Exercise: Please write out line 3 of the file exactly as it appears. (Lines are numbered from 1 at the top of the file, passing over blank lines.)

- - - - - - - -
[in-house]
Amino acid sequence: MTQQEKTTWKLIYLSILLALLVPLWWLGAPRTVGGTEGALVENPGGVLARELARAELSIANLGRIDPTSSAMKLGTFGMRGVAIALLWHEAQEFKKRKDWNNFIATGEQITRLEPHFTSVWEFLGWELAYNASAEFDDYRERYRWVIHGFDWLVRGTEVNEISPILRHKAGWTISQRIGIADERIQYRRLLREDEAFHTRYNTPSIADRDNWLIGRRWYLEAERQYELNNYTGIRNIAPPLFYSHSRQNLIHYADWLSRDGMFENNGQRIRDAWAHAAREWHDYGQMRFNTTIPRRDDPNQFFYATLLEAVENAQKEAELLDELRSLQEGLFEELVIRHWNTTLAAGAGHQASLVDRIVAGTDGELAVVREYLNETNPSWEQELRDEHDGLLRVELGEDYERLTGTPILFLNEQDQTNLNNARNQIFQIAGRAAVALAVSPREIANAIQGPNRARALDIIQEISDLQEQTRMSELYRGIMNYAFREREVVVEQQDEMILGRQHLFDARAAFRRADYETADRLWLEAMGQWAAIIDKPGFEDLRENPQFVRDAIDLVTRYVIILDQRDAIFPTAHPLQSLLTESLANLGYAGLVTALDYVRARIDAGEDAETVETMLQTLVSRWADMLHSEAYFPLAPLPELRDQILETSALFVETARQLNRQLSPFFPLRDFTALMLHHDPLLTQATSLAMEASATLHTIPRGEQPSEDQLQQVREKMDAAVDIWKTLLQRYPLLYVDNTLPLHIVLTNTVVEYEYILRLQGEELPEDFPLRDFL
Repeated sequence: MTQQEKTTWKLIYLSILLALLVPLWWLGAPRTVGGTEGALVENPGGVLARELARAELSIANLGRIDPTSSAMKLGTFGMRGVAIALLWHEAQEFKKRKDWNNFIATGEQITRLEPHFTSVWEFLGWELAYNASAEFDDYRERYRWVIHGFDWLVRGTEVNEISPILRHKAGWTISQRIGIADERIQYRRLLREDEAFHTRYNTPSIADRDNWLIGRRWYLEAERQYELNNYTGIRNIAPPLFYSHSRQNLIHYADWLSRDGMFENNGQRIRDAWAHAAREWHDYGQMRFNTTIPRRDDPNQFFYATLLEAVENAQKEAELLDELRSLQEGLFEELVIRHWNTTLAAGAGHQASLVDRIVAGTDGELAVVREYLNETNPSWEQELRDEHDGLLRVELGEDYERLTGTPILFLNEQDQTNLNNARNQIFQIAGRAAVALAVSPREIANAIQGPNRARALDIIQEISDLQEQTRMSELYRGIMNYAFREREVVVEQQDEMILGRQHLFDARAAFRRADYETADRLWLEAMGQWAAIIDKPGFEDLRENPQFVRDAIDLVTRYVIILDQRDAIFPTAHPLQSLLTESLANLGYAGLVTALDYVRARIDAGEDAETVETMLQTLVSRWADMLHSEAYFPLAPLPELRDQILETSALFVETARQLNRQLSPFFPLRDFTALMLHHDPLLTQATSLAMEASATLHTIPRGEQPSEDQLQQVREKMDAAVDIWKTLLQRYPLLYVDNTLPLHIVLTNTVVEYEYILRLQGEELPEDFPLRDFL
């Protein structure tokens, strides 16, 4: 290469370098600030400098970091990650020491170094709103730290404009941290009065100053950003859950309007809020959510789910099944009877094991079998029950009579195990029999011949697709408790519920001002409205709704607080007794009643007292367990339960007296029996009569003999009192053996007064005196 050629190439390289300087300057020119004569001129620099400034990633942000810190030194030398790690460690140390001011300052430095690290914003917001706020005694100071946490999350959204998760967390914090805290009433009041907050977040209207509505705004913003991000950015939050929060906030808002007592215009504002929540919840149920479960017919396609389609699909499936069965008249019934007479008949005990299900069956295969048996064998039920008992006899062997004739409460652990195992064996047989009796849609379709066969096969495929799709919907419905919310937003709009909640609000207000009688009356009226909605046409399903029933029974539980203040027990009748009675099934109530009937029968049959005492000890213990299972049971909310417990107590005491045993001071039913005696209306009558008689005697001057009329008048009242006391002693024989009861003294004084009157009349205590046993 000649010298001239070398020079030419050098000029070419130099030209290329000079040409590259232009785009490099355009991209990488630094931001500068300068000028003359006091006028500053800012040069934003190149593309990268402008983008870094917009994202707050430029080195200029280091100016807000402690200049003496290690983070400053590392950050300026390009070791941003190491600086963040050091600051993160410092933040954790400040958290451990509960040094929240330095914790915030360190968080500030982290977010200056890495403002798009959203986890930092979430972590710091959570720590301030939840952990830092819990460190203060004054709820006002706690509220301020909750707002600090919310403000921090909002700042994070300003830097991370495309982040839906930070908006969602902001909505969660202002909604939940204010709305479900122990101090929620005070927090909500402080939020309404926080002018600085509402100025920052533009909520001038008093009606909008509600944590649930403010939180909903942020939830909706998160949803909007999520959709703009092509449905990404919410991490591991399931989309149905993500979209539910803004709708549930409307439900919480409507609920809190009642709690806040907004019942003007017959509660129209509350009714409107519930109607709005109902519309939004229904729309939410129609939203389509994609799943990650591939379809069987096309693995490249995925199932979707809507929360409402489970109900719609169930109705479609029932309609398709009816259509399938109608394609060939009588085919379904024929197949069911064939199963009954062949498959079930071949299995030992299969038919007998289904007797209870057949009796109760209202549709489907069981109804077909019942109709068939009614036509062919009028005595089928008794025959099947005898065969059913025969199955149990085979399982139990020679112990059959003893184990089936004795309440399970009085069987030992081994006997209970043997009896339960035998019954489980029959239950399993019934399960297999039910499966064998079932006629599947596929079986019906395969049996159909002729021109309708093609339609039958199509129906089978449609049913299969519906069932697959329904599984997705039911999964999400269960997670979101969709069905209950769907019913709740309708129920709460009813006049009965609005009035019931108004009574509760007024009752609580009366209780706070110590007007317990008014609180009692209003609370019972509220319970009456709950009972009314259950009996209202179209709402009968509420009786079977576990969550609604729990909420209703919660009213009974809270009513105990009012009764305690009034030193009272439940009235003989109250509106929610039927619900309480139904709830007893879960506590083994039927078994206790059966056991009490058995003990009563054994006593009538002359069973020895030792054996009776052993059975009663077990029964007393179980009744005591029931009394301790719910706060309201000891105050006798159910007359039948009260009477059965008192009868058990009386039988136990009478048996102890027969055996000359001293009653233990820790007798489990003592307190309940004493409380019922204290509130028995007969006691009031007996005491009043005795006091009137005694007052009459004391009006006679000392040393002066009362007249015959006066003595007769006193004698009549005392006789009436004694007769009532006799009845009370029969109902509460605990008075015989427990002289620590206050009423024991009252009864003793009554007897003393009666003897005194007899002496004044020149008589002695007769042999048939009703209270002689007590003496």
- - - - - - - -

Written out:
Repeated sequence: MTQQEKTTWKLIYLSILLALLVPLWWLGAPRTVGGTEGALVENPGGVLARELARAELSIANLGRIDPTSSAMKLGTFGMRGVAIALLWHEAQEFKKRKDWNNFIATGEQITRLEPHFTSVWEFLGWELAYNASAEFDDYRERYRWVIHGFDWLVRGTEVNEISPILRHKAGWTISQRIGIADERIQYRRLLREDEAFHTRYNTPSIADRDNWLIGRRWYLEAERQYELNNYTGIRNIAPPLFYSHSRQNLIHYADWLSRDGMFENNGQRIRDAWAHAAREWHDYGQMRFNTTIPRRDDPNQFFYATLLEAVENAQKEAELLDELRSLQEGLFEELVIRHWNTTLAAGAGHQASLVDRIVAGTDGELAVVREYLNETNPSWEQELRDEHDGLLRVELGEDYERLTGTPILFLNEQDQTNLNNARNQIFQIAGRAAVALAVSPREIANAIQGPNRARALDIIQEISDLQEQTRMSELYRGIMNYAFREREVVVEQQDEMILGRQHLFDARAAFRRADYETADRLWLEAMGQWAAIIDKPGFEDLRENPQFVRDAIDLVTRYVIILDQRDAIFPTAHPLQSLLTESLANLGYAGLVTALDYVRARIDAGEDAETVETMLQTLVSRWADMLHSEAYFPLAPLPELRDQILETSALFVETARQLNRQLSPFFPLRDFTALMLHHDPLLTQATSLAMEASATLHTIPRGEQPSEDQLQQVREKMDAAVDIWKTLLQRYPLLYVDNTLPLHIVLTNTVVEYEYILRLQGEELPEDFPLRDFL